Beef cross dairy steers finished off grass under 22 months at the CAFRE Beef and Sheep Centre
December 21, 2021
CAFRE Beef Technologist, Natasha Ferguson provides an update on the performance of a recent group of 21 autumn born beef cross steers originating from the CAFRE Holstein dairy herd. These cattle are part of a project investigating the impact of reducing the age at slaughter from 24 months to under 22 months of age whilst maximising the amount of grass and forage in the diet.
Northern Ireland slaughter data for 2018 shows that of the 56,000 dairy cross steers slaughtered, 39% failed to meet optimal carcase conformation and a further 42% failed to meet desirable carcase fat cover. The data also shows that less than 10,000 head were slaughtered under 22 months of age. These findings indicate that there is great potential for those involved in the dairy beef business to improve efficiencies.
The beef sired calves are reared at the CAFRE Dairy Centre with all calves receiving the same level of colostrum management as replacement heifer calves in the unit. Calves are reared using automatic calf feeders from one week of age with each receiving high quality milk replacer at a rate of 750g of powder per day. This is offered as a daily allocation of up to 6 litres for 49 days, after which milk volume is gradually reduced to day 56. Calves are offered an 18% crude protein calf pellet and are weaned when they are consistently eating 1kg of pellets per day. Following weaning calves are offered high quality grass silage and remain at a rate of 2kg concentrate.
A key element to a profitable dairy calf to beef system is the efficient utilisation of grazed grass. Grazed grass is the cheapest source of energy for ruminants and is capable of supporting high levels of animal performance. The calves were rotationally grazed during their first season at grass, entering paddocks with grass covers of 3,000kg DM/ha and exiting at 1,600kgDM/ha. Calves continued to receive a daily allocation of 1kg concentrate at grass and performance was monitored regularly in conjunction with routine procedures. This concentrate level was increased if grass availability became an issue or if there was continuous rain for a period of time.
This batch of steers had to be housed early in October due to wet weather and poor ground conditions. All steers were then offered high quality grass silage (70 D-value) and 1kg concentrate. Concentrate was withdrawn 6 weeks pre-turnout in order to achieve a compensatory growth response at grass. Steers were turned out early in April to a set stock paddock system. Due to dry conditions during the summer period and low levels of grass growth steers were offered 1kg of home grown barley mix. Silage was also offered for a period from mid-June. All steers were gradually moved up to 5kg of the barley mix from 5th July until slaughter (group average slaughter date 03/09/2021). Tables 1 and 2 show the lifetime performance and slaughter information of the steers. Overall 71% of beef cross steers were in spec for carcase conformation and 67% were in spec for carcase fat cover.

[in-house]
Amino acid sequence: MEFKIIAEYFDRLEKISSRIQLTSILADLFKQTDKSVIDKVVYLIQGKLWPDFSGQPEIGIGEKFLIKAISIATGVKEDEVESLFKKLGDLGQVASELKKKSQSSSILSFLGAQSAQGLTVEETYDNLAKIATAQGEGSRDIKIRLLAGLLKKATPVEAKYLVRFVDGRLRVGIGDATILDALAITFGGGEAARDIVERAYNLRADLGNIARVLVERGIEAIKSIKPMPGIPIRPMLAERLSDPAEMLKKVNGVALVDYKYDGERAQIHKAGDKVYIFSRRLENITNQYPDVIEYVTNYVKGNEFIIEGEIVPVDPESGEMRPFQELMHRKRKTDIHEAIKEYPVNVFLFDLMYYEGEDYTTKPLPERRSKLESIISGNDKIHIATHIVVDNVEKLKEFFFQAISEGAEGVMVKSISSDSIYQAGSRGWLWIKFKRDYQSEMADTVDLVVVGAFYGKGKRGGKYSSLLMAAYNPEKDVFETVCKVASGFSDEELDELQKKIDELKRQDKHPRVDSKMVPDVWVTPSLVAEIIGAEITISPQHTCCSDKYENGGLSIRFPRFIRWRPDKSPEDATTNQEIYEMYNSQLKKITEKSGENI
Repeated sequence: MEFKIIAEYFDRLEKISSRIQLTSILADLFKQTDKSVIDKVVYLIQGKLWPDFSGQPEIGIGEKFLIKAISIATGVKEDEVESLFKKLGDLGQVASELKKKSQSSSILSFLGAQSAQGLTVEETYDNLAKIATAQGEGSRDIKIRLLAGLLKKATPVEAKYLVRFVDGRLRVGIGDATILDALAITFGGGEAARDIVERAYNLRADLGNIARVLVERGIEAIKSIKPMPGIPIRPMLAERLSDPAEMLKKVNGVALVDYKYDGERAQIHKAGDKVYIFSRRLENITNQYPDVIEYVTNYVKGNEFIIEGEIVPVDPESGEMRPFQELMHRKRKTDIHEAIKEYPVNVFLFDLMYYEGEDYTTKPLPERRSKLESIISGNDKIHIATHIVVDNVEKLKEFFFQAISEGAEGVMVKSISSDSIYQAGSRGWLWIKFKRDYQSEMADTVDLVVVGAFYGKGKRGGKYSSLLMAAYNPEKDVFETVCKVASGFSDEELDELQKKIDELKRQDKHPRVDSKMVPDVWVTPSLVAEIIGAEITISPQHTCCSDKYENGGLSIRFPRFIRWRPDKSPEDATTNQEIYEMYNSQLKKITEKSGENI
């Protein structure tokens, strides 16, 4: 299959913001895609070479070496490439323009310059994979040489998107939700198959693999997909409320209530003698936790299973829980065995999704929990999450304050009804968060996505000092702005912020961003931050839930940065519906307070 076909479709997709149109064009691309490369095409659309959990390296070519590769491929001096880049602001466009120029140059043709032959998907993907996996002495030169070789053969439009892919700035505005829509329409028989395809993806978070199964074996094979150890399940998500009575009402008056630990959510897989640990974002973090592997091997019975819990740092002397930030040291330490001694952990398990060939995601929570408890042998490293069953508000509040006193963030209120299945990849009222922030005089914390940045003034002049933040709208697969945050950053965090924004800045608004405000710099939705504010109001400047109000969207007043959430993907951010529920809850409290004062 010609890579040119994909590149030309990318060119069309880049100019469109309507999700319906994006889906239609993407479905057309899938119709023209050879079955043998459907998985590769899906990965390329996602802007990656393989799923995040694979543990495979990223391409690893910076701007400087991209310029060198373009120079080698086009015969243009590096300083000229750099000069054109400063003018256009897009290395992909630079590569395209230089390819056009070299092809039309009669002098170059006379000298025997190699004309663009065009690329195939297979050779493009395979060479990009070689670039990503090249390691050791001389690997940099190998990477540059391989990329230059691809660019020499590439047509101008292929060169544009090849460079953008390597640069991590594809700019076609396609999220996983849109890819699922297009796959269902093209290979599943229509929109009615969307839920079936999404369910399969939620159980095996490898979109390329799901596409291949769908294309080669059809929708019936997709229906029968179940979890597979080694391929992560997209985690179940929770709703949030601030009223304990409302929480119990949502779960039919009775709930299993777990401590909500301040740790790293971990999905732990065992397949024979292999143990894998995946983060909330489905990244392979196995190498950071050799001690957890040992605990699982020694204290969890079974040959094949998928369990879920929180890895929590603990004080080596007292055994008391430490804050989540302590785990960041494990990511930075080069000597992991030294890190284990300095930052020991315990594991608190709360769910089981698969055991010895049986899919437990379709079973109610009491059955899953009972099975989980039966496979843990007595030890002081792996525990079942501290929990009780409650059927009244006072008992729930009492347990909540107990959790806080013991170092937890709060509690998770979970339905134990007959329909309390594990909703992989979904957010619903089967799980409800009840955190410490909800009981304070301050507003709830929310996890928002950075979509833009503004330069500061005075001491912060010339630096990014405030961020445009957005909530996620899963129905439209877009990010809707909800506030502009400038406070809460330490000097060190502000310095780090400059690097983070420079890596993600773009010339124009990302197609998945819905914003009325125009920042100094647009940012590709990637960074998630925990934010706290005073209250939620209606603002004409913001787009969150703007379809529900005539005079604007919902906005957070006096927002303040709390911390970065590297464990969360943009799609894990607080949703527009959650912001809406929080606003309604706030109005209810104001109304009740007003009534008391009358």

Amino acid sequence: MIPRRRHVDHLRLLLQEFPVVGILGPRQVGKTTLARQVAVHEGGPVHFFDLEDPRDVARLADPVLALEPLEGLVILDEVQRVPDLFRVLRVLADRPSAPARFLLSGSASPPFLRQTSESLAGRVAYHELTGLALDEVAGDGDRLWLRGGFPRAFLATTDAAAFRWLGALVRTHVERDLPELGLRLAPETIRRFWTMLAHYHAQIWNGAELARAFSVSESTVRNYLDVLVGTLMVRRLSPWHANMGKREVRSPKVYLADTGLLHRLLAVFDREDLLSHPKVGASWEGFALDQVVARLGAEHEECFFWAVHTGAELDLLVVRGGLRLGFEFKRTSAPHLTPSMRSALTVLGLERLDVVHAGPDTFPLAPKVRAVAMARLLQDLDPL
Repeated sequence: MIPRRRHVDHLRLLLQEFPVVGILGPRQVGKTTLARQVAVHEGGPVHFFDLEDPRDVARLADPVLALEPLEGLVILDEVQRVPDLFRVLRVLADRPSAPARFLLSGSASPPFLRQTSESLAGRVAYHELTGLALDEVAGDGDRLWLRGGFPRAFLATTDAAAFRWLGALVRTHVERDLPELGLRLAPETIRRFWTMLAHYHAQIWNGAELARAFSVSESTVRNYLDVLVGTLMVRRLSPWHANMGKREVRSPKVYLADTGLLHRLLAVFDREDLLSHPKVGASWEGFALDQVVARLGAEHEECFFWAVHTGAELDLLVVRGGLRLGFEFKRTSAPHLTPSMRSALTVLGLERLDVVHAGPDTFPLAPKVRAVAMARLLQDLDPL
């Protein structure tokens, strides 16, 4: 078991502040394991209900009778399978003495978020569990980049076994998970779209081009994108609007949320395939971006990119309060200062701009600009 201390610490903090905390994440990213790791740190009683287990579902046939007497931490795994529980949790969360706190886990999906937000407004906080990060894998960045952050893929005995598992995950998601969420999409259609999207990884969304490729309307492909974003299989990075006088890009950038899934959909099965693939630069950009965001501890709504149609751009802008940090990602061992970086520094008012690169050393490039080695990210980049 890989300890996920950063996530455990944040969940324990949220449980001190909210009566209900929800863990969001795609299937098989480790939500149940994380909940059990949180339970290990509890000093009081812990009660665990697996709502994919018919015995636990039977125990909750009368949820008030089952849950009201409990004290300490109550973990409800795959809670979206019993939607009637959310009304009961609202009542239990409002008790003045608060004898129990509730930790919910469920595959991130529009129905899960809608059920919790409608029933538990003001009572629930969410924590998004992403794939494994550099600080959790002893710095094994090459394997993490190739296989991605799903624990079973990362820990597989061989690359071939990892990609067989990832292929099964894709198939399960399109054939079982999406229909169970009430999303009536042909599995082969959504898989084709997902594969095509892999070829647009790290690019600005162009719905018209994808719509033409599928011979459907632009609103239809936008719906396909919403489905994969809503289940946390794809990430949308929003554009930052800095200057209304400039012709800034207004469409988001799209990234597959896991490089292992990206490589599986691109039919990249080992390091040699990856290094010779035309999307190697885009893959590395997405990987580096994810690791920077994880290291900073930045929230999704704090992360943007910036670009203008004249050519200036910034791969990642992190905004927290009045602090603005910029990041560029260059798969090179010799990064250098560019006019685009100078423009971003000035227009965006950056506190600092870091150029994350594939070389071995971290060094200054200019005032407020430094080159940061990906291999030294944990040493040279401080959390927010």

Table 1: Animal Performance Birth to Slaughter
|Number of Animals
|Av. Date of Birth
|Birth Weight (kg)
|Weaning Weight (kg)
|Turnout 1 Weight (kg)
|Housing Weight (kg)
|Turnout 2 Weight (kg)
|Slaughter Weight (kg)
|DLWG from Birth to Slaughter (kg)
|Beef X Steers
Performance was ahead of expectation with some animals slaughtered at 19 months of age. With improving fertility within the CAFRE dairy herd it is expected that beef calves will be available earlier in the autumn calving session which will ensure these animals can get longer at grass or be finished earlier within the grazing season before grass quality starts to dip towards the end of September.
In addition to the beef cross steers a batch of nineteen Holstein steers were sourced from the CAFRE Dairy centre to investigate the suitability of finishing these animals at under 22 months from a grass and grass silage based system. As the data in table 2 shows the Holstein steers are unsuitable for this system and require a later slaughter date. Going forward we will work with the dairy team to demonstrate the use of genetically superior beef bulls on lower PLI cows and reduce the number of Holstein males entering the beef system.
Table 2: Slaughter information for the dairy bred steers
|Slaughter Weight (kg)
|Carcase Weight (kg)
|Kill Out %
|Average Conformation Grade
|Average Fat Grade
|Average Age of Slaughter
|Beef X Steers